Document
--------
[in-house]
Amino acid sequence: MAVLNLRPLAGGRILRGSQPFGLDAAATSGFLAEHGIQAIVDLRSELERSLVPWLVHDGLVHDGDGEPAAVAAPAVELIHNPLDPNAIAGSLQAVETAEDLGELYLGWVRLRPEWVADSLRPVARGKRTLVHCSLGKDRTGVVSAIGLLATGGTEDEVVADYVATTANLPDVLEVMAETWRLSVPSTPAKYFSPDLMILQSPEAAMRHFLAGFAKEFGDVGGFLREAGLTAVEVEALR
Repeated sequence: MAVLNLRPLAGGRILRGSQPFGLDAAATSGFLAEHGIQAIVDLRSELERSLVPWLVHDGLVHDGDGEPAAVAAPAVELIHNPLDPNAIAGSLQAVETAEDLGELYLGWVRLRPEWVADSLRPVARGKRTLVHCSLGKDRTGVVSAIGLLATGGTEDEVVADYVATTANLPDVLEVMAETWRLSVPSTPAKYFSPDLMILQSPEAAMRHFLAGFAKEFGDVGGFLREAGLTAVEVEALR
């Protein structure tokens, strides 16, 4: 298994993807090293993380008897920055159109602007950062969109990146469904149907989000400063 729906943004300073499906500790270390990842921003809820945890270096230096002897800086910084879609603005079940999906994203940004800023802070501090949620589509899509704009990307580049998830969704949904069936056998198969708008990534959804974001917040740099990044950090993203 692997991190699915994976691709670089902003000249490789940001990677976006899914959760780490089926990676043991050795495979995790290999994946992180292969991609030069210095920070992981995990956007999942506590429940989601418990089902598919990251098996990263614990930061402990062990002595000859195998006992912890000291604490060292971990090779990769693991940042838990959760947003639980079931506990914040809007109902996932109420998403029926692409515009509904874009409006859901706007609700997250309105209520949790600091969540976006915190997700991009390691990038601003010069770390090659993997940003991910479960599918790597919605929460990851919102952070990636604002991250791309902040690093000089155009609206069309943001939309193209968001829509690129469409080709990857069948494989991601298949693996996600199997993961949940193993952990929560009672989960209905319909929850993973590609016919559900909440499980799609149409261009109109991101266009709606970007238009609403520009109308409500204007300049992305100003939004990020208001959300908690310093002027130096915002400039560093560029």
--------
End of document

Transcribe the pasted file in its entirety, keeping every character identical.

[in-house]
Amino acid sequence: MAVLNLRPLAGGRILRGSQPFGLDAAATSGFLAEHGIQAIVDLRSELERSLVPWLVHDGLVHDGDGEPAAVAAPAVELIHNPLDPNAIAGSLQAVETAEDLGELYLGWVRLRPEWVADSLRPVARGKRTLVHCSLGKDRTGVVSAIGLLATGGTEDEVVADYVATTANLPDVLEVMAETWRLSVPSTPAKYFSPDLMILQSPEAAMRHFLAGFAKEFGDVGGFLREAGLTAVEVEALR
Repeated sequence: MAVLNLRPLAGGRILRGSQPFGLDAAATSGFLAEHGIQAIVDLRSELERSLVPWLVHDGLVHDGDGEPAAVAAPAVELIHNPLDPNAIAGSLQAVETAEDLGELYLGWVRLRPEWVADSLRPVARGKRTLVHCSLGKDRTGVVSAIGLLATGGTEDEVVADYVATTANLPDVLEVMAETWRLSVPSTPAKYFSPDLMILQSPEAAMRHFLAGFAKEFGDVGGFLREAGLTAVEVEALR
């Protein structure tokens, strides 16, 4: 298994993807090293993380008897920055159109602007950062969109990146469904149907989000400063 729906943004300073499906500790270390990842921003809820945890270096230096002897800086910084879609603005079940999906994203940004800023802070501090949620589509899509704009990307580049998830969704949904069936056998198969708008990534959804974001917040740099990044950090993203 692997991190699915994976691709670089902003000249490789940001990677976006899914959760780490089926990676043991050795495979995790290999994946992180292969991609030069210095920070992981995990956007999942506590429940989601418990089902598919990251098996990263614990930061402990062990002595000859195998006992912890000291604490060292971990090779990769693991940042838990959760947003639980079931506990914040809007109902996932109420998403029926692409515009509904874009409006859901706007609700997250309105209520949790600091969540976006915190997700991009390691990038601003010069770390090659993997940003991910479960599918790597919605929460990851919102952070990636604002991250791309902040690093000089155009609206069309943001939309193209968001829509690129469409080709990857069948494989991601298949693996996600199997993961949940193993952990929560009672989960209905319909929850993973590609016919559900909440499980799609149409261009109109991101266009709606970007238009609403520009109308409500204007300049992305100003939004990020208001959300908690310093002027130096915002400039560093560029």